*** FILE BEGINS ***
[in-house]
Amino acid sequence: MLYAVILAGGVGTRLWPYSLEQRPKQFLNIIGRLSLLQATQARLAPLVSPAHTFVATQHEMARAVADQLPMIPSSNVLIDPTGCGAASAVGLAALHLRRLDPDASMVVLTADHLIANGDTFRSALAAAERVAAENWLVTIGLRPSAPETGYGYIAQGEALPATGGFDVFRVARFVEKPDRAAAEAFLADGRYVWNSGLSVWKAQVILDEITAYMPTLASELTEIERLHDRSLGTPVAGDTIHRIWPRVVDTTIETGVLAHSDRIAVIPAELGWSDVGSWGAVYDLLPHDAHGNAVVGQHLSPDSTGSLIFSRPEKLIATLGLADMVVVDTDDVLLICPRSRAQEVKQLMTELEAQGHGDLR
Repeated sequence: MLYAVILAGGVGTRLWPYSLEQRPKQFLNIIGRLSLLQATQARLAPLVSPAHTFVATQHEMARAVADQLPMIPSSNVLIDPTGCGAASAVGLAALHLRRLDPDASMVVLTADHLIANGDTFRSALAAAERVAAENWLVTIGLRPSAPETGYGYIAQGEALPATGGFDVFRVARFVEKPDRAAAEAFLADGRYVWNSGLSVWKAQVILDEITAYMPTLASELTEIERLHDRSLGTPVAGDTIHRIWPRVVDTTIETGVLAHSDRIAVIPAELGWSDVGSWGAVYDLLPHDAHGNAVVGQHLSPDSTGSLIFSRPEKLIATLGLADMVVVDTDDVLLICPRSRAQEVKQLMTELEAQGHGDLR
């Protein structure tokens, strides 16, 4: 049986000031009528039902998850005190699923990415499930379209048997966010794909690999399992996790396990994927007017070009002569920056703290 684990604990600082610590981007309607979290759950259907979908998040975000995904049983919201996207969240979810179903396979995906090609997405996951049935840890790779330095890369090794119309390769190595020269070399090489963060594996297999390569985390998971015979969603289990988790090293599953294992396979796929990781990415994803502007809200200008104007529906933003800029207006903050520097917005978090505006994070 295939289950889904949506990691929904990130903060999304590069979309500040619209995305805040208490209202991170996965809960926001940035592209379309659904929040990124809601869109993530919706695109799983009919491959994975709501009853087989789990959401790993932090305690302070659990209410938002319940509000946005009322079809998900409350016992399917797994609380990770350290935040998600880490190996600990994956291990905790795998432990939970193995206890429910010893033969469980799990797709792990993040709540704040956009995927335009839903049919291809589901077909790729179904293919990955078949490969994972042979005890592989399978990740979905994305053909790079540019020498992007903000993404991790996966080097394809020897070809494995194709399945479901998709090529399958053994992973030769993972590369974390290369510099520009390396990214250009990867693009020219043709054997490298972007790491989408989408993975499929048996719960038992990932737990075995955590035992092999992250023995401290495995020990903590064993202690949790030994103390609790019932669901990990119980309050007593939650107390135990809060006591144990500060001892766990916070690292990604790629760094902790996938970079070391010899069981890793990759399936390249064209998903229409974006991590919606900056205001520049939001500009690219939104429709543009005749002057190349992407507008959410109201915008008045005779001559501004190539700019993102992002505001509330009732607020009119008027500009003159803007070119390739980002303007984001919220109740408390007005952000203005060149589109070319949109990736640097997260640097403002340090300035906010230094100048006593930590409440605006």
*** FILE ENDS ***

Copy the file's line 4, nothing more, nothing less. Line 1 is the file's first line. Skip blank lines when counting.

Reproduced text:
């Protein structure tokens, strides 16, 4: 049986000031009528039902998850005190699923990415499930379209048997966010794909690999399992996790396990994927007017070009002569920056703290 684990604990600082610590981007309607979290759950259907979908998040975000995904049983919201996207969240979810179903396979995906090609997405996951049935840890790779330095890369090794119309390769190595020269070399090489963060594996297999390569985390998971015979969603289990988790090293599953294992396979796929990781990415994803502007809200200008104007529906933003800029207006903050520097917005978090505006994070 295939289950889904949506990691929904990130903060999304590069979309500040619209995305805040208490209202991170996965809960926001940035592209379309659904929040990124809601869109993530919706695109799983009919491959994975709501009853087989789990959401790993932090305690302070659990209410938002319940509000946005009322079809998900409350016992399917797994609380990770350290935040998600880490190996600990994956291990905790795998432990939970193995206890429910010893033969469980799990797709792990993040709540704040956009995927335009839903049919291809589901077909790729179904293919990955078949490969994972042979005890592989399978990740979905994305053909790079540019020498992007903000993404991790996966080097394809020897070809494995194709399945479901998709090529399958053994992973030769993972590369974390290369510099520009390396990214250009990867693009020219043709054997490298972007790491989408989408993975499929048996719960038992990932737990075995955590035992092999992250023995401290495995020990903590064993202690949790030994103390609790019932669901990990119980309050007593939650107390135990809060006591144990500060001892766990916070690292990604790629760094902790996938970079070391010899069981890793990759399936390249064209998903229409974006991590919606900056205001520049939001500009690219939104429709543009005749002057190349992407507008959410109201915008008045005779001559501004190539700019993102992002505001509330009732607020009119008027500009003159803007070119390739980002303007984001919220109740408390007005952000203005060149589109070319949109990736640097997260640097403002340090300035906010230094100048006593930590409440605006």